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In a recent interview with Slate, political scientist Mark Lilla remarked that Democrats have struck “a slightly hysterical tone about race.” Lilla’s breezy dismissal of America’s original sin is nothing new. What is new, however, is this use of the charged word “hysterical.” Whether Lilla knows it or not, hysteria and race have a long and unseemly shared history in American life.

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Hysteria was a woman’s disease, a catchall malady for women who exhibited any of a multitude of symptoms, including paralysis, convulsions, and suffocation. Although diagnoses of hysteria date back to ancient Greece (hence its name, which derives from hystera, the Greek word for “womb”), it was in the nineteenth century that it emerged as a linchpin of modern psychiatry, gynecology, and obstetrics. According to Mark S. Micale, nineteenth-century physicians “considered hysteria the most common of the functional nervous disorders among females.” It was, wrote the prominent nineteenth-century neurologist Jean-Martin Charcot, the “great neurosis.”

But as feminist historian Laura Briggs demonstrates in “The Race of Hysteria: ‘Overcivilization’ and the ‘Savage’ Woman in Late Nineteenth-Century Obstetrics and Gynecology,” hysteria was also a racialized condition. More than just a woman’s disease, it was a white woman’s disease. American medical professionals in the 1800s who treated hysteria diagnosed the disorder almost exclusively among white, upper-class women—especially those who had sought higher education or had chosen to abstain from having children. From this data, they hypothesized that hysteria must be a “symptom of ‘overcivilization,’” a condition disproportionately affecting women whose torpid lives of luxury had made their nervous and reproductive systems go haywire, which, in turn, threatened whiteness itself. “The whiteness of hysteria,” writes Briggs, “signaled the specifically reproductive and sexual failing of white women; it was a language of ‘race suicide.’” Nonwhite women, on the other hand, because they were thought to be more fertile and more physically robust, were thus marked as “irreconcilably different” from their white counterparts, more animalistic and thus “fit for medical experimentation.”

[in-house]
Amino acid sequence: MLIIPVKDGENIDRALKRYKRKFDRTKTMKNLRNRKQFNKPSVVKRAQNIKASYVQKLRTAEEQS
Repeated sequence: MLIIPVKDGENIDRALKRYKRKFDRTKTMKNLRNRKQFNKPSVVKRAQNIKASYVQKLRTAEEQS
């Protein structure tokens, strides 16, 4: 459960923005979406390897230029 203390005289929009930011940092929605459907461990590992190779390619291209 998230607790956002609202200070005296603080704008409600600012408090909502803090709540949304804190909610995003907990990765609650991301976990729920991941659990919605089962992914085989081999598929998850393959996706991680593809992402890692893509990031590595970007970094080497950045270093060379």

It was in this way that hysteria emerged in the late nineteenth century as a tool of patriarchal power and white supremacy, a means of dampening the educational ambitions of white women and dehumanizing people of color, all under the elaborate drapery of scientific rigor and professional authority.

Although hysteria virtually disappeared from medical literature by 1930, it has had a long linguistic afterlife. It’s mostly used as a synonym for funny (i.e., “Last night’s episode of Veep was hysterical”), but it also retains some of its original nosological flavor when used in the sense of “uncontrollably emotional,” as Lilla did in his Slate interview.

Lilla likely didn’t intend to strike the pose of a nineteenth-century obstetrician when he said that “there’s been a kind of slightly hysterical tone about race” on the political left. Nevertheless, if words still mean things—and in this post-covfefe world, one hopes they do—then, wittingly or not, Lilla still resuscitated a pathological term of art with a long history of undercutting women’s aspirations toward autonomy and nonwhite people’s struggle for recognition and equal treatment under the law. Lilla’s choice of words was, at best, unfortunate. Attributing liberals’ social concern for the violence enacted upon marginalized groups to emotional imbalance minimizes a genuine sadness and an authentic anger. Even three decades after “hysteria” was deleted from the third edition of the Diagnostic and Statistical Manual of Mental Disorders (DSM-III), some of the word’s diagnostic power obviously still remains.


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American Quarterly, 52.2 (2000): 246-273
Johns Hopkins University Press
Isis, 84.3 (1993): 496-526
University of Chicago Press